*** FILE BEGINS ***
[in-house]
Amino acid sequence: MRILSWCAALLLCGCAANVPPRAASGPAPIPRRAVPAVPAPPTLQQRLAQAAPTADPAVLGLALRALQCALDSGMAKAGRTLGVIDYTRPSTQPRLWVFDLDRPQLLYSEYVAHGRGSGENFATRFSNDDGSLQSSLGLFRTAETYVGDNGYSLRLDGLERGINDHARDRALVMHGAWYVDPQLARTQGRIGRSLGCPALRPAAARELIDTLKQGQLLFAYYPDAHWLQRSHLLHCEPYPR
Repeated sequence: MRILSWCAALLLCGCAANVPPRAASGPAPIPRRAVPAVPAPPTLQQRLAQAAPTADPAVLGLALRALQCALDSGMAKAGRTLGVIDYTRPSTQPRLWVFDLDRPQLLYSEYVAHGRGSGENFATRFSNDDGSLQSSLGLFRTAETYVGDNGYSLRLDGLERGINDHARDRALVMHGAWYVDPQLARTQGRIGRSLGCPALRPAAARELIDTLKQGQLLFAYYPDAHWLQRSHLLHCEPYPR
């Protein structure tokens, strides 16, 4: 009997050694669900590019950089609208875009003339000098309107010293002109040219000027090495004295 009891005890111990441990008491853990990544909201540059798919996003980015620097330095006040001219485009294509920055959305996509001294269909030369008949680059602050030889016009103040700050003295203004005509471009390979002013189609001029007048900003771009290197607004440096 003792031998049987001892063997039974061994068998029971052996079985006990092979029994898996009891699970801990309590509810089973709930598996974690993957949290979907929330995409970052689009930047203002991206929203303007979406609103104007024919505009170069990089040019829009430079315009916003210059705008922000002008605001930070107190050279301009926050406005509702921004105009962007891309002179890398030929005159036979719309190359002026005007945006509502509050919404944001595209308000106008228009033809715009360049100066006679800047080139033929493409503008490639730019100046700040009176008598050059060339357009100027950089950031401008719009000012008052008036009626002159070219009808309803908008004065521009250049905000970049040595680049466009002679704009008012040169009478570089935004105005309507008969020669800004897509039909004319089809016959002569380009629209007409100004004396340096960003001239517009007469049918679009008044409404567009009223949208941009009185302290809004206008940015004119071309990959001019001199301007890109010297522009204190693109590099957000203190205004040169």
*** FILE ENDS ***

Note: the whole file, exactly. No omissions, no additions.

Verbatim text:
[in-house]
Amino acid sequence: MRILSWCAALLLCGCAANVPPRAASGPAPIPRRAVPAVPAPPTLQQRLAQAAPTADPAVLGLALRALQCALDSGMAKAGRTLGVIDYTRPSTQPRLWVFDLDRPQLLYSEYVAHGRGSGENFATRFSNDDGSLQSSLGLFRTAETYVGDNGYSLRLDGLERGINDHARDRALVMHGAWYVDPQLARTQGRIGRSLGCPALRPAAARELIDTLKQGQLLFAYYPDAHWLQRSHLLHCEPYPR
Repeated sequence: MRILSWCAALLLCGCAANVPPRAASGPAPIPRRAVPAVPAPPTLQQRLAQAAPTADPAVLGLALRALQCALDSGMAKAGRTLGVIDYTRPSTQPRLWVFDLDRPQLLYSEYVAHGRGSGENFATRFSNDDGSLQSSLGLFRTAETYVGDNGYSLRLDGLERGINDHARDRALVMHGAWYVDPQLARTQGRIGRSLGCPALRPAAARELIDTLKQGQLLFAYYPDAHWLQRSHLLHCEPYPR
């Protein structure tokens, strides 16, 4: 009997050694669900590019950089609208875009003339000098309107010293002109040219000027090495004295 009891005890111990441990008491853990990544909201540059798919996003980015620097330095006040001219485009294509920055959305996509001294269909030369008949680059602050030889016009103040700050003295203004005509471009390979002013189609001029007048900003771009290197607004440096 003792031998049987001892063997039974061994068998029971052996079985006990092979029994898996009891699970801990309590509810089973709930598996974690993957949290979907929330995409970052689009930047203002991206929203303007979406609103104007024919505009170069990089040019829009430079315009916003210059705008922000002008605001930070107190050279301009926050406005509702921004105009962007891309002179890398030929005159036979719309190359002026005007945006509502509050919404944001595209308000106008228009033809715009360049100066006679800047080139033929493409503008490639730019100046700040009176008598050059060339357009100027950089950031401008719009000012008052008036009626002159070219009808309803908008004065521009250049905000970049040595680049466009002679704009008012040169009478570089935004105005309507008969020669800004897509039909004319089809016959002569380009629209007409100004004396340096960003001239517009007469049918679009008044409404567009009223949208941009009185302290809004206008940015004119071309990959001019001199301007890109010297522009204190693109590099957000203190205004040169």